Serotonin: Human social intimacy/connection and romance

Healthy adult volunteers, whose levels of serotonin activity had been lowered, rated couples in photos as being less intimate and less romantic than volunteers with normal serotonin activity.

The approach involved giving amino acid drinks to two groups of volunteers in order to manipulate blood concentrations of the amino acid tryptophan, which is a vital ingredient in the synthesis of serotonin. One group received drinks that contained tryptophan. The other group received drinks that did not contain tryptophan. They were then asked to make judgments about sets of photographs of couples. Differences in the judgments made by the two groups reflected changes in their serotonin activity. [...]

The results raise the possibility that lower serotonin activity in people with depression and other psychiatric conditions could contribute to changes in the way they perceive personal relationships, or even in their ability to maintain positive personal relationships.

“Although this is only a small study, the same patterns may well extend to the way we perceive our own relationships,” said Professor Rogers. (via.)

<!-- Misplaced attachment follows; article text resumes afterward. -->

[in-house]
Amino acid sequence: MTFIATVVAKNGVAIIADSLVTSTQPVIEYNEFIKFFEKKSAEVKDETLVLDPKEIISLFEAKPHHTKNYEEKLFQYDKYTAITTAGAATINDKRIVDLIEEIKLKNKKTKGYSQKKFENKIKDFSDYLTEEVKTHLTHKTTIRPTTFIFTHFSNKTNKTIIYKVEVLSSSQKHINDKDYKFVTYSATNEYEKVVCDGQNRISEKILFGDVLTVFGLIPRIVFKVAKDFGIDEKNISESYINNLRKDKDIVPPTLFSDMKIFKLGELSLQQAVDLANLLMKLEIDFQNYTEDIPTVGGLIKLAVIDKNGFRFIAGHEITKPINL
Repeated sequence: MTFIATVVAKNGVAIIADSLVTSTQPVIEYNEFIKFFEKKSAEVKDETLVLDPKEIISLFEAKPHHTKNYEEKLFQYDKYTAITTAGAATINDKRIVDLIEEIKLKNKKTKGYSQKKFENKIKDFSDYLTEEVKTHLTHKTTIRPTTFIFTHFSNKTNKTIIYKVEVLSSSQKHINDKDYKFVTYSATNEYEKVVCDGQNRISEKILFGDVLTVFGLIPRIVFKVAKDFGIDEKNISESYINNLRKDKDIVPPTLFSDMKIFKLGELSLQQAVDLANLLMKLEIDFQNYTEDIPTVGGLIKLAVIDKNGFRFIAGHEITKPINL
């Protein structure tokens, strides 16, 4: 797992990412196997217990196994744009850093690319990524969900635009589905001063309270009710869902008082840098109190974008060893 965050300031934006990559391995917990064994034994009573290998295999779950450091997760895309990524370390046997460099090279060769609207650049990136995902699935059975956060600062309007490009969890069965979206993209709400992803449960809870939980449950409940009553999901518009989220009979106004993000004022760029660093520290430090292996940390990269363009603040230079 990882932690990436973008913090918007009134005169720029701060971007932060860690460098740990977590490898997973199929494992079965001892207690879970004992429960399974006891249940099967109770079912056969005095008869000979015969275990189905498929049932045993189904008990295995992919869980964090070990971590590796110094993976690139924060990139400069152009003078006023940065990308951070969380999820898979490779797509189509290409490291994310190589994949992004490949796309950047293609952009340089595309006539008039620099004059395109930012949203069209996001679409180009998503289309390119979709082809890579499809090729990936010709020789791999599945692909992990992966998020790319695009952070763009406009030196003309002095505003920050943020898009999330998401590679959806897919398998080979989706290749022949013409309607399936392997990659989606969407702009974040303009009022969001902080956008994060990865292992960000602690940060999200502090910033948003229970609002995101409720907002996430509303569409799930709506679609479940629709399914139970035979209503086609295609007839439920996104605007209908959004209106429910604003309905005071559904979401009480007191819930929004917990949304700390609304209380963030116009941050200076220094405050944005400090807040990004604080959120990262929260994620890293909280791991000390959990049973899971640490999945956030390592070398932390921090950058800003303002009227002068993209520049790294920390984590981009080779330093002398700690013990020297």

Brain-Derived Neurotrophic Factor & Serotonin Effects on Aging, Plasticity & More

BDNF and 5-HT: a dynamic duo in
age-related neuronal plasticity and
neurodegenerative disorders

Brain-derived neurotrophic factor (BDNF) and serotonin (5-hydroxytryptamine, 5-HT) are known to regulate synaptic plasticity, neurogenesis and neuronal survival in the adult brain. These two signals co-regulate one another such that 5-HT stimulates the expression of BDNF, and BDNF enhances the growth and survival of 5-HT neurons. Impaired 5-HT and BDNF signaling is central to depression and anxiety disorders, but could
also play important roles in the pathogenesis of several age-related disorders, including insulin resistance syndrome, Alzheimer’s disease and Huntington’s disease.
Enhancement of BDNF signaling may be a key mechanism whereby cognitive stimulation, exercise, dietary restriction and antidepressant drugs preserve brain function during aging. Behavioral and pharmacological manipulations that enhance 5-HT and BDNF signaling
could help promote healthy brain aging. [...]

By promoting neurogenesis,
synaptic plasticity and cell survival, BDNF plays a pivotal
role in the development and plasticity of the brain. During
development of the cerebral cortex and hippocampus,
BDNF induces the differentiation of neural stem cells into
neurons and promotes the survival of newly generated
neurons [1–3]. BDNF signaling at synapses enhances
long-term potentiation (LTP), a process of synaptic
strengthening associated with learning and memory;
the effect of BDNF on LTP is apparently mediated by
cAMP-response-element-binding protein (CREB), which
regulates the expression of genes involved in LTP and
memory formation [4]. Levels of BDNF are increased in
the hippocampus of rats during and after performance
of a spatial learning task (a radial-arm maze), and both
acquisition and maintenance of spatial memory are